Since arriving in Taipei 5 weeks ago, time has flown by faster than ever. For my first post about my experience here I thought I would explain why I decided to study at National Taiwan University (NTU) this summer and how my time has been so far.
My reasons for studying at NTU’s Chinese Language Division this summer are twofold. First, I wanted to improve my abilities in the language and there is no better way to do that than being constantly surrounded by it. Secondly, I wanted to learn more about Taiwan’s unique cultural and political environment.
I have had an interest in both Chinese language and international affairs for a long time, and so when I decided I wanted to go abroad to continue studying Chinese, I was quickly drawn to Taiwan. Taiwan’s complex political status and its ties to the US have made it an important element of US-China relations and I was fascinated by the opportunity to learn more about it by living and studying there.
Those were my reasons for applying to this program in Taiwan, but upon arriving I have only gained more reasons that I would use to recommend others to apply for the same program. NTU has a beautiful campus that is conveniently located within Taipei City. The classes themselves are extremely well taught and interesting. The people here have been very welcoming, encouraging, and helpful in improving my language ability.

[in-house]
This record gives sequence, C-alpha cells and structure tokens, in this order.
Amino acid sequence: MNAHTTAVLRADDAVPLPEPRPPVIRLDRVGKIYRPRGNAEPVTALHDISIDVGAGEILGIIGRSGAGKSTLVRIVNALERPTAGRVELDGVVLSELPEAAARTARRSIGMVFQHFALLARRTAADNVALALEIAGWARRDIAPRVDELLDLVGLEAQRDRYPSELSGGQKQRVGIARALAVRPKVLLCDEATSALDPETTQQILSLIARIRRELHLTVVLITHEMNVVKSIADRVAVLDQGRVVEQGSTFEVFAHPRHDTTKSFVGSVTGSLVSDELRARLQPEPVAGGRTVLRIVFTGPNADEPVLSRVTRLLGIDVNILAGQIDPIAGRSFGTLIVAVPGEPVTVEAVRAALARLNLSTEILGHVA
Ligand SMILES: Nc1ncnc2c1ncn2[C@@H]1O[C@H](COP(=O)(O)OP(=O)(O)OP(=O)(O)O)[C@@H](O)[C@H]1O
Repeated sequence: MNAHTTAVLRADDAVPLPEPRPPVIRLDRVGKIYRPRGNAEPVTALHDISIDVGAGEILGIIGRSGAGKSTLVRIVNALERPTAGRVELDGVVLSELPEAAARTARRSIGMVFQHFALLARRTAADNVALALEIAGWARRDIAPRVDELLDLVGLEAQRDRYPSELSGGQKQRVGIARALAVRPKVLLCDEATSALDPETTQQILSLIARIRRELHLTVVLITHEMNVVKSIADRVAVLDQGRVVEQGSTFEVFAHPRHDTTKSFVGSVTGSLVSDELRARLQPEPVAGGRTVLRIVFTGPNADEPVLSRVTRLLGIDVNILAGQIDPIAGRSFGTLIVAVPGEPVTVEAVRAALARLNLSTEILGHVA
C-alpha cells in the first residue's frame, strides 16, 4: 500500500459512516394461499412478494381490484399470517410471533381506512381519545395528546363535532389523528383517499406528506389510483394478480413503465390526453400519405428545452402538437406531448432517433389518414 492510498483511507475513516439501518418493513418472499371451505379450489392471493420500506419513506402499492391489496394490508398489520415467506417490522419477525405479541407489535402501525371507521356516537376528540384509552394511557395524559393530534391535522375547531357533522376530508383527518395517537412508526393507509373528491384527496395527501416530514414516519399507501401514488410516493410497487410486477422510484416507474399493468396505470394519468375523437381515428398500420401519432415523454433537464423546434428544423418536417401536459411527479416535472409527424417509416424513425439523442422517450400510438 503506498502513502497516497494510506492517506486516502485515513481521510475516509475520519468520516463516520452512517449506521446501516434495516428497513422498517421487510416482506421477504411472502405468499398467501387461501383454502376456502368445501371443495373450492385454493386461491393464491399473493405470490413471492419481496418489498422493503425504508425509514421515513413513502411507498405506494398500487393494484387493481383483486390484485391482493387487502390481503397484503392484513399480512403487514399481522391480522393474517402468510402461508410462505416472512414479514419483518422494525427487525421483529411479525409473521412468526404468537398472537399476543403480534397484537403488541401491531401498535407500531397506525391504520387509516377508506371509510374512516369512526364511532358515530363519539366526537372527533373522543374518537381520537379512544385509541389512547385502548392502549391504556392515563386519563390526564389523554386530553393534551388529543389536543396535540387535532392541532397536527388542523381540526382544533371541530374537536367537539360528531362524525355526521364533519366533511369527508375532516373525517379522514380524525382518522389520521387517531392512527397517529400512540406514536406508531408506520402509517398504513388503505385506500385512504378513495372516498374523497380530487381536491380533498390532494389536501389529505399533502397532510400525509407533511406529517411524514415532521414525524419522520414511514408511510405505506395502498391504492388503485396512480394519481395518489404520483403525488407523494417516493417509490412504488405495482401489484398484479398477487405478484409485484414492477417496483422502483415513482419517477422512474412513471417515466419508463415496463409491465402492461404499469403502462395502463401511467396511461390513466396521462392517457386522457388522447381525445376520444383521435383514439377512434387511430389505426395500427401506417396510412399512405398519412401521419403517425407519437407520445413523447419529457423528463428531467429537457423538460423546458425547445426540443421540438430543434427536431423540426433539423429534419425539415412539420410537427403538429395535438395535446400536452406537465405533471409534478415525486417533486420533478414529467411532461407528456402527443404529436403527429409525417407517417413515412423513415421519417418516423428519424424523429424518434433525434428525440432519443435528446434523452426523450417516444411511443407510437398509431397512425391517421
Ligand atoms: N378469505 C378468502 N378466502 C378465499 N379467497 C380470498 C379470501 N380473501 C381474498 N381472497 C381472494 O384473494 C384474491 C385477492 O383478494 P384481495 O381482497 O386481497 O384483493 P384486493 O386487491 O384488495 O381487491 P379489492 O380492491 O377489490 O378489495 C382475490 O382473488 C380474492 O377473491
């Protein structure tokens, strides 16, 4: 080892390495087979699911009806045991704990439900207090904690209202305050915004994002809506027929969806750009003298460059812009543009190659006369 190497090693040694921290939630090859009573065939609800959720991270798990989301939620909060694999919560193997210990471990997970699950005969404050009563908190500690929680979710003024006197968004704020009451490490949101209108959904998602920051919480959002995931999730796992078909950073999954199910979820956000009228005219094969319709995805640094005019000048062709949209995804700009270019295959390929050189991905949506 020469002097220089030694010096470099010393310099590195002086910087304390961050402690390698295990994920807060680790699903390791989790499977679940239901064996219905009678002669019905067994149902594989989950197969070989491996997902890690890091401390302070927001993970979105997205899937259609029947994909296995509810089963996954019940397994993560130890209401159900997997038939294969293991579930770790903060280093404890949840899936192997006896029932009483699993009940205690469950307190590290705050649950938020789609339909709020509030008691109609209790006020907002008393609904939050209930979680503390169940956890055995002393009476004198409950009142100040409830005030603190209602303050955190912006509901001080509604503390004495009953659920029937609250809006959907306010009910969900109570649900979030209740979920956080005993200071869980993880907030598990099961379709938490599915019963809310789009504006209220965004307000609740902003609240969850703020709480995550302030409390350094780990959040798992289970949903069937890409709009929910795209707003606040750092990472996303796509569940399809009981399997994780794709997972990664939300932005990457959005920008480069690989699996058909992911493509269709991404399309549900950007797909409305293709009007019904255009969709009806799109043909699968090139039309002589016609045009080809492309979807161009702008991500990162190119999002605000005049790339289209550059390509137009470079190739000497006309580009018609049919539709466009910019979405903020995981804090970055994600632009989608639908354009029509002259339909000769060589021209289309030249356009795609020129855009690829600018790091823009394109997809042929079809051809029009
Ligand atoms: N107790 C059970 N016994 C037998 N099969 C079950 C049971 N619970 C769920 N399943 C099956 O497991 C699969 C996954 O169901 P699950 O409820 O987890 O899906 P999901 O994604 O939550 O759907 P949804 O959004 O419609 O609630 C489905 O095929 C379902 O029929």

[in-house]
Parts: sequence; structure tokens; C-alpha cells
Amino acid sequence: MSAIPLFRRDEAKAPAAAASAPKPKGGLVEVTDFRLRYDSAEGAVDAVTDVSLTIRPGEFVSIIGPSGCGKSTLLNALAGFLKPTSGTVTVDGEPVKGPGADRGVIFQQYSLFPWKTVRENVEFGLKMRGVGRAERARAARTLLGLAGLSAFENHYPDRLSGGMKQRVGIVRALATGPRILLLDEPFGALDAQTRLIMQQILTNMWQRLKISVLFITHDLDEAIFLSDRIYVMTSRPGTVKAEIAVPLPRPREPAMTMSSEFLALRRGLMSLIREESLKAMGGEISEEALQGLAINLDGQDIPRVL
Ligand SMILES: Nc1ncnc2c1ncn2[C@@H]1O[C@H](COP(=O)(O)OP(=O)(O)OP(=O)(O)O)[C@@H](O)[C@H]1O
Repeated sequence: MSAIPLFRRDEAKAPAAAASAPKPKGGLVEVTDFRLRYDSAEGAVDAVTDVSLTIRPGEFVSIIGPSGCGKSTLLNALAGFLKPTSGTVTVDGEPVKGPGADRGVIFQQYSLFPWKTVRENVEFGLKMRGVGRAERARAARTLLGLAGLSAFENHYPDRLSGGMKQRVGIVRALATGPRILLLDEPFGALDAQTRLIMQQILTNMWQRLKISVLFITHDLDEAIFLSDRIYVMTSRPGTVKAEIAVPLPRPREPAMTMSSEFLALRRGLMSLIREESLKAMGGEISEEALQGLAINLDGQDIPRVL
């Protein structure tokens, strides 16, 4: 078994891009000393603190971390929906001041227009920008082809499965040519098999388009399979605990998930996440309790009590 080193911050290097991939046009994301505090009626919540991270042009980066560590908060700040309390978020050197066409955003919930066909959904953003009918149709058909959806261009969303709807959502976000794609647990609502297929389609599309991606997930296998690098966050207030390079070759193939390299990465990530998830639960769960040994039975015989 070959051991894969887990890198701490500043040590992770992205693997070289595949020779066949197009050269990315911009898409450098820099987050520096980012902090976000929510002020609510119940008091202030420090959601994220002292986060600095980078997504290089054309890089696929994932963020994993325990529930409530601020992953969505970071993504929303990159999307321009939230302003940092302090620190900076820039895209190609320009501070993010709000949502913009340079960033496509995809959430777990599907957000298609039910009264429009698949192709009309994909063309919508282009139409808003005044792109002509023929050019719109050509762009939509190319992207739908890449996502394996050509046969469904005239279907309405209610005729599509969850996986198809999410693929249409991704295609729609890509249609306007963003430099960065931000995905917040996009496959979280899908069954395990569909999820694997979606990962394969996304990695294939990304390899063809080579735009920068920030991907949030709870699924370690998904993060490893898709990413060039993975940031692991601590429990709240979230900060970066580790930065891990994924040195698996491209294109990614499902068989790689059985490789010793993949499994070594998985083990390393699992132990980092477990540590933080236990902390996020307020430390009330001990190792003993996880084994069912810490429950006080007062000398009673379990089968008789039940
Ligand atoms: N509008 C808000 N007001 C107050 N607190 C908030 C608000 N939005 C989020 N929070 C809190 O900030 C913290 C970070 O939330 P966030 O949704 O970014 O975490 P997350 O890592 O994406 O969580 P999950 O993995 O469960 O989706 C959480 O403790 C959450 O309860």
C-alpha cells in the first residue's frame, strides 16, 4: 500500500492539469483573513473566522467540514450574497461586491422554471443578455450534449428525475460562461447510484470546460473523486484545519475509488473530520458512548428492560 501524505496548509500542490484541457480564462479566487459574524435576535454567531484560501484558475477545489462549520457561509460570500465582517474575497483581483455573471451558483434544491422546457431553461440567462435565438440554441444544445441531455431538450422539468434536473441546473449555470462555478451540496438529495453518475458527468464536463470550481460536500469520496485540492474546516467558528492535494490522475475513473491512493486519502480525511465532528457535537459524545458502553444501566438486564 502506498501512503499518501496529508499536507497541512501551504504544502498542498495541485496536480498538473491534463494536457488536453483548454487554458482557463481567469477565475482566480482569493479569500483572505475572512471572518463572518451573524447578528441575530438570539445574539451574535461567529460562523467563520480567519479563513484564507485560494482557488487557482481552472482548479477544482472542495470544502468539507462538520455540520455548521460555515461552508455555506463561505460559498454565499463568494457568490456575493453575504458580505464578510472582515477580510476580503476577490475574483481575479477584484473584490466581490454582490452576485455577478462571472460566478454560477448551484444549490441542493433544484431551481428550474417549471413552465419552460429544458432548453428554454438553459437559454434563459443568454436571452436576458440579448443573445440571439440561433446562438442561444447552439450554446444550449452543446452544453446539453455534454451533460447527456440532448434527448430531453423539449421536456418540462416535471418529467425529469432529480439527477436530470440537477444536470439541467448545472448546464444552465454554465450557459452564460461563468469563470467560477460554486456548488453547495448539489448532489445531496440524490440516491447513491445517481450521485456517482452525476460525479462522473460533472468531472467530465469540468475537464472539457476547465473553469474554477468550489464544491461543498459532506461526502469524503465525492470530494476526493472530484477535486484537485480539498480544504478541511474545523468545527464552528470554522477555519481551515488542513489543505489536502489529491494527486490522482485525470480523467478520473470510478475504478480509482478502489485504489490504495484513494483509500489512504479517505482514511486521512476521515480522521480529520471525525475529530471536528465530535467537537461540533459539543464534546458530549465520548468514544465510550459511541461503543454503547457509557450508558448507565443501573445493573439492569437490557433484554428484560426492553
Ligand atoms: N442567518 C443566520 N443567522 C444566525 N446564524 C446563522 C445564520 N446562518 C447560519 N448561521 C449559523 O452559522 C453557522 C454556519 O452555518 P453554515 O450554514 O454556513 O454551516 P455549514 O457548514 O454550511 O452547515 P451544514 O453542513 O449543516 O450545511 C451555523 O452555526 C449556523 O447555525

My classes here meet every weekday afternoon for 3 hours, and with a singular focus on the language, I have already felt great improvement in my ability as well as confidence in using it. I have 4 classmates and everyday our teacher, 程老師 (Cheng Laoshi), teaches us through lectures and activities.
In addition to my classroom experience, my language learning is supplemented by hands on experiences living in Taipei, and by regularly meeting with Taiwanese friends for language exchange. Through this combination I have developed a deeper appreciation for the Chinese language as well as Taiwanese culture.
In my time here so far I have had the pleasure to try great food at restaurants and night markets around the city, learn about the history of Taiwan, and become friends with other students both international and local. I’ve had particularly interesting conversations with many Taiwanese people about their views on Taiwan’s political situation, and I have learned a lot more about the island’s internal political scene, as opposed to just its relations with mainland China and the United States.
I can’t wait to experience what the remainder of the summer will bring.
Max Kaplan, B.A. International Affairs 2021
Sigur Center Asian Language Study in Asia Grant Recipient Summer 2019
National Taiwan University, Taiwan